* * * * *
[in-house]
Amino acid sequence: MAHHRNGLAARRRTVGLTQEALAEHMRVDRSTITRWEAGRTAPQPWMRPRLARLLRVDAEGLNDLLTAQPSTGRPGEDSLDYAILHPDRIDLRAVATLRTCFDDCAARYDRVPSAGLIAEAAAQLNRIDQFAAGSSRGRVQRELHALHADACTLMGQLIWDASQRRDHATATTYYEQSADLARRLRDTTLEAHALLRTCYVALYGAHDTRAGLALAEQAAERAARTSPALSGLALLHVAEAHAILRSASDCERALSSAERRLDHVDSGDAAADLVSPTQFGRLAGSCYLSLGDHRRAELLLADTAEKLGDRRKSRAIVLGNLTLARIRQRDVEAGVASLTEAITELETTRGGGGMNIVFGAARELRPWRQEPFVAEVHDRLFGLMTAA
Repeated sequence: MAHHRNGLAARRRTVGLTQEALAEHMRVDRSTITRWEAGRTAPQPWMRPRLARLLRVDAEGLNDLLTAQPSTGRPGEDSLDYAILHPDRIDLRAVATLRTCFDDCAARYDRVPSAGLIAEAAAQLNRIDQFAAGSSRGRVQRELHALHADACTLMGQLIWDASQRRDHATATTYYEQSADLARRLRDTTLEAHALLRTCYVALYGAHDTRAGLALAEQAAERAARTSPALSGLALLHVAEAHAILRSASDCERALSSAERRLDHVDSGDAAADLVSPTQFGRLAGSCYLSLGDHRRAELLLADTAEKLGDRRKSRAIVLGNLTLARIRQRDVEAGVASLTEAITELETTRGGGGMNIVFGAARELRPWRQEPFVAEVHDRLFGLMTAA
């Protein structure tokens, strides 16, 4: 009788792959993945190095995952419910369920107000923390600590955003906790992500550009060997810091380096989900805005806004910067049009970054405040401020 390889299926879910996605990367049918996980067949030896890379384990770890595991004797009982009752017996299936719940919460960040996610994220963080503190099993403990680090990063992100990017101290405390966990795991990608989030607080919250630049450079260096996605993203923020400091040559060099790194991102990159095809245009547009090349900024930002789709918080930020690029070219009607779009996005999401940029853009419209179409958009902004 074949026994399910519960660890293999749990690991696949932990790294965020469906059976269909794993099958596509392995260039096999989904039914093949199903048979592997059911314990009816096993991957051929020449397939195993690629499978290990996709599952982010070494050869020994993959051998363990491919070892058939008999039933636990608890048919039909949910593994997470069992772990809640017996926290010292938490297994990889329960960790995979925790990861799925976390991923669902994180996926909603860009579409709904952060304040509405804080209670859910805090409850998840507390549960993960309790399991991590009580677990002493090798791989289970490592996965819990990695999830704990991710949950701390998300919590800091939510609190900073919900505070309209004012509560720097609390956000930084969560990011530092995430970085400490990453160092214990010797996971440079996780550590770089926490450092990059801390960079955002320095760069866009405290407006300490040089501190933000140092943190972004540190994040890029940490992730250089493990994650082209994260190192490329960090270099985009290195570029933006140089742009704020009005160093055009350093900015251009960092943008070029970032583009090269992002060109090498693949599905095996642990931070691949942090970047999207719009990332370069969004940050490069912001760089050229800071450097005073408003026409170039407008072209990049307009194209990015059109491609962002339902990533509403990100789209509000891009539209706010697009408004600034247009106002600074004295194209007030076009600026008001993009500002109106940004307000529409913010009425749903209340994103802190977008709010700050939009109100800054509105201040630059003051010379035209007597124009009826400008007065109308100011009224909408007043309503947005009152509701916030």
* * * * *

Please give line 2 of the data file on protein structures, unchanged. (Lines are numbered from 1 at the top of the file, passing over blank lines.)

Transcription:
Amino acid sequence: MAHHRNGLAARRRTVGLTQEALAEHMRVDRSTITRWEAGRTAPQPWMRPRLARLLRVDAEGLNDLLTAQPSTGRPGEDSLDYAILHPDRIDLRAVATLRTCFDDCAARYDRVPSAGLIAEAAAQLNRIDQFAAGSSRGRVQRELHALHADACTLMGQLIWDASQRRDHATATTYYEQSADLARRLRDTTLEAHALLRTCYVALYGAHDTRAGLALAEQAAERAARTSPALSGLALLHVAEAHAILRSASDCERALSSAERRLDHVDSGDAAADLVSPTQFGRLAGSCYLSLGDHRRAELLLADTAEKLGDRRKSRAIVLGNLTLARIRQRDVEAGVASLTEAITELETTRGGGGMNIVFGAARELRPWRQEPFVAEVHDRLFGLMTAA